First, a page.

Fugitive Pieces by Anne Michaels
Before starting Anne Michaels’ first novel Fugitive Pieces I’d prepared for an interview with Louis De Bernières by rereading his novel Captain Corelli’s Mandolin and then his new book, Imagining Alexandria: poems in memory of Konstantinos Kavafis. The latter is a book of poems that, in true homage to the Greek poet Kavafis, read like prose. Captain Corelli’s Mandolin is a novel that climaxes with the Nazi massacre of Italian soldiers on the Greek island of Cephallonia. A few pages into Fugitive Pieces, I realised I was holding something that fuses both: a poetic novel about a boy haunted by Nazi horrors.
The poetic element is not a surprise. Michaels is a poet by trade. From the mind of Jakob, a seven-year-old Polish boy who flees his home after his parents and sister are taken prisoner, she grows paragraph after paragraph of splendid writing. Open the book at random and you’ll likely find a line that feels plucked from an epic of Ancient Greece. ‘Grief requires time. If a chip of stone radiates its self, its breath, so long, how stubborn might be the soul.’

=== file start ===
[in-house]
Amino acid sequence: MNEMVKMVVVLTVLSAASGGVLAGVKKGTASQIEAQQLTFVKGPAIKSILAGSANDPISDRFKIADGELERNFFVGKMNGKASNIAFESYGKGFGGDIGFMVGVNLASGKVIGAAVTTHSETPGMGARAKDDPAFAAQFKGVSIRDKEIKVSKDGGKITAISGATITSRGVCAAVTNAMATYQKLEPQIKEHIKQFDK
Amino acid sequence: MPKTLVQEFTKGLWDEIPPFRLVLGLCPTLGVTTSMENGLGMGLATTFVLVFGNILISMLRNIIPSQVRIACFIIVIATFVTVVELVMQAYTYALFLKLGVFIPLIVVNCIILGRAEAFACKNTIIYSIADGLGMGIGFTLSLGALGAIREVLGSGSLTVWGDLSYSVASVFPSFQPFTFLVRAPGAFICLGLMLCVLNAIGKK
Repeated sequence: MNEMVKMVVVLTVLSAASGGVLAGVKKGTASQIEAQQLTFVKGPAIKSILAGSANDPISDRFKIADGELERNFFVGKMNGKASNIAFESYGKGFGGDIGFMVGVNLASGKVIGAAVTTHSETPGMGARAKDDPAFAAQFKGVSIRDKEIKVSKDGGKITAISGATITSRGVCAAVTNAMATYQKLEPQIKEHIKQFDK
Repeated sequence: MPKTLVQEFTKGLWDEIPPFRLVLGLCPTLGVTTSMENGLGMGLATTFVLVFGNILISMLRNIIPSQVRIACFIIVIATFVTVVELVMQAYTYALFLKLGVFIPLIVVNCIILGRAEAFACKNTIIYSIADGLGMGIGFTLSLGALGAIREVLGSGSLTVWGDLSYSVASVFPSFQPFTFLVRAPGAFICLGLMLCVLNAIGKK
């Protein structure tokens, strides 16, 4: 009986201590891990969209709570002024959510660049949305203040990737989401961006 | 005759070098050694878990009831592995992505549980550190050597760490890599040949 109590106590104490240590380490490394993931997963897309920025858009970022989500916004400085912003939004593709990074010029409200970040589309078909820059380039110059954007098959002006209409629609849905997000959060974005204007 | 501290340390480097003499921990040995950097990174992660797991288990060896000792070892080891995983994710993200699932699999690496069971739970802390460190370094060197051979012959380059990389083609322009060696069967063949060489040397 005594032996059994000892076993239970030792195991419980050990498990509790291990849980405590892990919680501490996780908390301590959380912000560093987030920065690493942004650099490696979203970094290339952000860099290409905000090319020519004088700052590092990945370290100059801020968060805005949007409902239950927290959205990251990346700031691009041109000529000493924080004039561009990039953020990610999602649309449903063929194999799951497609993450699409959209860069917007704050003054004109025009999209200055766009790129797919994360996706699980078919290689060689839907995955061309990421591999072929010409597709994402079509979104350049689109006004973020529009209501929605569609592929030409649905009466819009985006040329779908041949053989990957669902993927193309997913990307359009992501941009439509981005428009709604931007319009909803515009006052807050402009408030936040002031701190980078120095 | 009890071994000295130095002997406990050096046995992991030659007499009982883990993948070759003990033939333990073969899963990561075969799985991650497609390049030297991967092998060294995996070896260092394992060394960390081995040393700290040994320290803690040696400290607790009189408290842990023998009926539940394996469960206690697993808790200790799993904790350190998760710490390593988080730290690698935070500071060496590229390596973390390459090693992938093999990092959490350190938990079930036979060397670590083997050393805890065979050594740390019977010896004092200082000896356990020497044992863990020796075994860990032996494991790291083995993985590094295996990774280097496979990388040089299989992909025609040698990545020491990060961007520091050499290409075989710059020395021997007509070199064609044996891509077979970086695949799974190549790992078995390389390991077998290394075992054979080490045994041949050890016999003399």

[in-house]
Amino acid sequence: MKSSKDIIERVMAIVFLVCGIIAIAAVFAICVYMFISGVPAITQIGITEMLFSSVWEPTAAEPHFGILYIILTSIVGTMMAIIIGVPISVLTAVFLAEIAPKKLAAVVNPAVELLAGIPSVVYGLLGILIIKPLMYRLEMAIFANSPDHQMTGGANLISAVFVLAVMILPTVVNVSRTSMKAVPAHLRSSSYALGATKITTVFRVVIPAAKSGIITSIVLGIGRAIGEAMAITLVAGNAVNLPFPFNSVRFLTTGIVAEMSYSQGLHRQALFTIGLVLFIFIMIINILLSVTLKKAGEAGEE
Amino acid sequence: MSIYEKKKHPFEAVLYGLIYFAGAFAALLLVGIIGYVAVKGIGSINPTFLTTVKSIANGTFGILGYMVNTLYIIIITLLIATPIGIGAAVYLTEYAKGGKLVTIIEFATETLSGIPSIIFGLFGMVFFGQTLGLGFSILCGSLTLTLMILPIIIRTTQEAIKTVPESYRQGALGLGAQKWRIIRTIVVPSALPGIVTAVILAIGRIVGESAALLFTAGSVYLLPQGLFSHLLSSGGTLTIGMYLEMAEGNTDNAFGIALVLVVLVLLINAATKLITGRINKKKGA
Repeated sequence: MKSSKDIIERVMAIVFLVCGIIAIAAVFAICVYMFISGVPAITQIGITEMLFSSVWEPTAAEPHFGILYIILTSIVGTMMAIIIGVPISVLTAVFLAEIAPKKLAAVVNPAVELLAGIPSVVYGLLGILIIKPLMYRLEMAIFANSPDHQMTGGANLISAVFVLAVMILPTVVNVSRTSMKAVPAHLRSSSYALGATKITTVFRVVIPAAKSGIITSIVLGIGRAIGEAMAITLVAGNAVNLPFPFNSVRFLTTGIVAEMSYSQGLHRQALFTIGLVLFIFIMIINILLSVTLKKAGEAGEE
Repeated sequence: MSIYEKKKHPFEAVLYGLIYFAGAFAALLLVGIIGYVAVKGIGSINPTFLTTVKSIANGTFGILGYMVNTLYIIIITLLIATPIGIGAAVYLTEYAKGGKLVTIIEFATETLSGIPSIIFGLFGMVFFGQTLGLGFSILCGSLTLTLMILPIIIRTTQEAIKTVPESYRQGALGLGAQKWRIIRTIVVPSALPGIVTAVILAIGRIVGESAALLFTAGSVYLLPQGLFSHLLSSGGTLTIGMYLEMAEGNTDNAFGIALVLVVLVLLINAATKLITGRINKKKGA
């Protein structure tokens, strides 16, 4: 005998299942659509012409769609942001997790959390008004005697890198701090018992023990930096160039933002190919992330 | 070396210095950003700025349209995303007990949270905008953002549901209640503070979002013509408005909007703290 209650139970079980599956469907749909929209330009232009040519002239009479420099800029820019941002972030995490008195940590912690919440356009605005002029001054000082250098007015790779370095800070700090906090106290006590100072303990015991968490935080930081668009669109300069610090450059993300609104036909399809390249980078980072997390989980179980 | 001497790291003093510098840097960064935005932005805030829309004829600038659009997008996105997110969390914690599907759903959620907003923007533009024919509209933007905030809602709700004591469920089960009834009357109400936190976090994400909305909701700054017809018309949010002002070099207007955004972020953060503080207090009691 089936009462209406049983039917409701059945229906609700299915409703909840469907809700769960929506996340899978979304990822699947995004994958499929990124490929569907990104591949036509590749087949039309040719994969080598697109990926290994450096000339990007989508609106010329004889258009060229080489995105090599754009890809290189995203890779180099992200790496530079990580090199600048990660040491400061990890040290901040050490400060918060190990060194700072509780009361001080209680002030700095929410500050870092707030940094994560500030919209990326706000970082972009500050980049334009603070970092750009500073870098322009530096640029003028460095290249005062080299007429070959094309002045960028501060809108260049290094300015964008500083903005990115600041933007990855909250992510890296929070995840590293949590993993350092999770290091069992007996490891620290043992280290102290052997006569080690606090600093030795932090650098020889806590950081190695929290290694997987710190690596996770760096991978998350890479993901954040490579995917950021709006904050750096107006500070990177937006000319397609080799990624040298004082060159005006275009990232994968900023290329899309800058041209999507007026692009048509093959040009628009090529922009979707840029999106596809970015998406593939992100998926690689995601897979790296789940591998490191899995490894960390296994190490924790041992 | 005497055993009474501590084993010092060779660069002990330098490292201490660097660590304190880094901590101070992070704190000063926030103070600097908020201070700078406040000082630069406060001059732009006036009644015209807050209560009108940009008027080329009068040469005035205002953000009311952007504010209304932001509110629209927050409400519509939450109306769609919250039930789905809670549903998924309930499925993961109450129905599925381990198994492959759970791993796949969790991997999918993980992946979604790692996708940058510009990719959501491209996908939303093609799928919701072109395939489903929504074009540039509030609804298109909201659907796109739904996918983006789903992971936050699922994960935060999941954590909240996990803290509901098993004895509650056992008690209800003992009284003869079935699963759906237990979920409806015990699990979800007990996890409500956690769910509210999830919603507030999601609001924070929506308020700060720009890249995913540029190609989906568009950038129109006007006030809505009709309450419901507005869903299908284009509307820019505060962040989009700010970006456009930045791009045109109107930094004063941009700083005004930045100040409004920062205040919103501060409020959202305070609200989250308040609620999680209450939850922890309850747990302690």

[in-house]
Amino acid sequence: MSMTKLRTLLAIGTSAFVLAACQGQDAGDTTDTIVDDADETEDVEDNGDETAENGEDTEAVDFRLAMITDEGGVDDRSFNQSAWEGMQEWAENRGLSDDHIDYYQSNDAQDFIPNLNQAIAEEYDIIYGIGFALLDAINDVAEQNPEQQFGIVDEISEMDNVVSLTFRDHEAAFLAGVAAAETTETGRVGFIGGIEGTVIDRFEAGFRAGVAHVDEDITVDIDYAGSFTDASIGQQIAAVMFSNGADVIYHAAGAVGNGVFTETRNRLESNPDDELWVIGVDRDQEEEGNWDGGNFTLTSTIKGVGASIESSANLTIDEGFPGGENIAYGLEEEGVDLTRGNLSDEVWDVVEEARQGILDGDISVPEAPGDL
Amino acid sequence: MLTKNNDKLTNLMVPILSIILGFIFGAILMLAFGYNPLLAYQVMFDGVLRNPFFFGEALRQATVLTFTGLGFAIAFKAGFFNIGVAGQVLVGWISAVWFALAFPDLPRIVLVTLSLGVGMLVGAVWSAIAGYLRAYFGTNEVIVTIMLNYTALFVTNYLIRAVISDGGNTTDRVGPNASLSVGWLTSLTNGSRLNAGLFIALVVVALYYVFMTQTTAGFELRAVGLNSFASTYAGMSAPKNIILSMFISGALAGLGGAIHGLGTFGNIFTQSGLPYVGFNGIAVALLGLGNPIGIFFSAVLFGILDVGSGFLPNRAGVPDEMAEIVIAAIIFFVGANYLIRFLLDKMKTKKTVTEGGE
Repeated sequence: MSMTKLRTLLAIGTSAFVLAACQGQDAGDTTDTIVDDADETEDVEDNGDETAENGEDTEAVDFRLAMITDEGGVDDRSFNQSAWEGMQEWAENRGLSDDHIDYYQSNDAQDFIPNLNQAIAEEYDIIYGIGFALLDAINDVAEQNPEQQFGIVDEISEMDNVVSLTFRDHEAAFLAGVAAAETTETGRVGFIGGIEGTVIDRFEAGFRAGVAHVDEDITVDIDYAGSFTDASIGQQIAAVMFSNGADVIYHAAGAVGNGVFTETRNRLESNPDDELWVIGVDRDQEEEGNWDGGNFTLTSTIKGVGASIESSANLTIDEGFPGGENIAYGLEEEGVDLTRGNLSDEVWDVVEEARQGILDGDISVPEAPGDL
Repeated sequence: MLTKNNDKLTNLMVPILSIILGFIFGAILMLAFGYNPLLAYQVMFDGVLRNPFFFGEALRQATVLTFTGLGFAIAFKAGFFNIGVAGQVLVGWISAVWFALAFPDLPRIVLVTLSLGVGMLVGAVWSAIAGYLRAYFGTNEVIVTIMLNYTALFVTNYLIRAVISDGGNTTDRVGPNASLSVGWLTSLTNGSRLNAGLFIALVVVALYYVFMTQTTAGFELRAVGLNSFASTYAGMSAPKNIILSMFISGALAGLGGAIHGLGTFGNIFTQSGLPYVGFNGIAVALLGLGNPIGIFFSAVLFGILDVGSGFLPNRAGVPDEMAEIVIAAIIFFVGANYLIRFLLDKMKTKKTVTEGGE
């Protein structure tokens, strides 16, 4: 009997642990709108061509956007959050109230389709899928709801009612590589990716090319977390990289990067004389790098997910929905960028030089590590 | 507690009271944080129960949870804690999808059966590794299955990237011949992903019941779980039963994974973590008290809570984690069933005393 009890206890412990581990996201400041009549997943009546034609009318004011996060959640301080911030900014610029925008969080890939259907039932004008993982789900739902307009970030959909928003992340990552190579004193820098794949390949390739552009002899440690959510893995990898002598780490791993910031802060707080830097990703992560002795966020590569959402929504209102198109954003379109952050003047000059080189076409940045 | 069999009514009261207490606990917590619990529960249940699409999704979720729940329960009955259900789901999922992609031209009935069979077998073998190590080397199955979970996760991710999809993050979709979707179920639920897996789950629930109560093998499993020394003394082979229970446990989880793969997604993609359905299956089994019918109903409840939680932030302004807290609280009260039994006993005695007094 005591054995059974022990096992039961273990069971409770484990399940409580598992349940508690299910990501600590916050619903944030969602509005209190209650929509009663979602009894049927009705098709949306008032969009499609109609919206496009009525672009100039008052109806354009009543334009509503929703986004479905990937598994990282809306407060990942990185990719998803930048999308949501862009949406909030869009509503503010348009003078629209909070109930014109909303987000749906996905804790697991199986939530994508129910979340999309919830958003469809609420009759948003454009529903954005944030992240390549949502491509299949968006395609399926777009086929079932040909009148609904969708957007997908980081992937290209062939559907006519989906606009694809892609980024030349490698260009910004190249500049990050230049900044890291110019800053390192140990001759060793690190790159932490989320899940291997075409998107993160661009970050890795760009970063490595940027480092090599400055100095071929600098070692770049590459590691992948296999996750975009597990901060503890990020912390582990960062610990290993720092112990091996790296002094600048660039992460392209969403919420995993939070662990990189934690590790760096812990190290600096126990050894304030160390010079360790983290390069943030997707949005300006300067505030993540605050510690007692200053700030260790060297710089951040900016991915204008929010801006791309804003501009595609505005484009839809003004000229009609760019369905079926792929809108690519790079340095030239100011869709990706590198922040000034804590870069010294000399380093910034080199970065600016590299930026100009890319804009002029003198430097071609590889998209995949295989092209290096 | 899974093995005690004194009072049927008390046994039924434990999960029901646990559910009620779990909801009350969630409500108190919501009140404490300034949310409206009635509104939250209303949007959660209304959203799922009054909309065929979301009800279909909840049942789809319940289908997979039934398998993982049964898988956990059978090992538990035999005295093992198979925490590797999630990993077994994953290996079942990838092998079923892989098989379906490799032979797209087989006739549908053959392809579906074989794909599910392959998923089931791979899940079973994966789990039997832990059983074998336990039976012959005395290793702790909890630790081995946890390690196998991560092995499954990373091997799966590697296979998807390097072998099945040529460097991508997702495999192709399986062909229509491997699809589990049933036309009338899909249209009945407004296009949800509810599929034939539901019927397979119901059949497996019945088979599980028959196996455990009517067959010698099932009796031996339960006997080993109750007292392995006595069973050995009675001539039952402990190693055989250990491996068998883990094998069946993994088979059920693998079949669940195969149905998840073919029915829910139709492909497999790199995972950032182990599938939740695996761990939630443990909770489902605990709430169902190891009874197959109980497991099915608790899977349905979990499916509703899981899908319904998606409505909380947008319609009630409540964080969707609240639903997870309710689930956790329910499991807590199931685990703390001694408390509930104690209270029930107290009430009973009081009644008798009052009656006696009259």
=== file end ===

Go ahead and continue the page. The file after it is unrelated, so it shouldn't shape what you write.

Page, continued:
After his greatest terror comes Jakob’s most blessed luck. He is rescued by a Greek man named Athos who takes him first to Athens, then to Toronto. Just as Michaels’ book marries genres, so her hero welds disciplines. Geology and poetry; botany and languages; archaeology and music. Common to all his work, and to the novel, is the immensity of the mind and memory and the churning of time. ‘Sixteen years a girl and two hours a woman, that’s how Greece wakes from winter.’ Weather is another powerful character and the preoccupation of Ben, a young man who searches for Jakob’s poetry the way Jakob searches for his sister Bella. Can either of them give up the manhunt? Will they accept any help along the way?
Fugitive Pieces is as rich and powerful as a storm, as assured as limestone. Like the elements it describes it will endure and endure.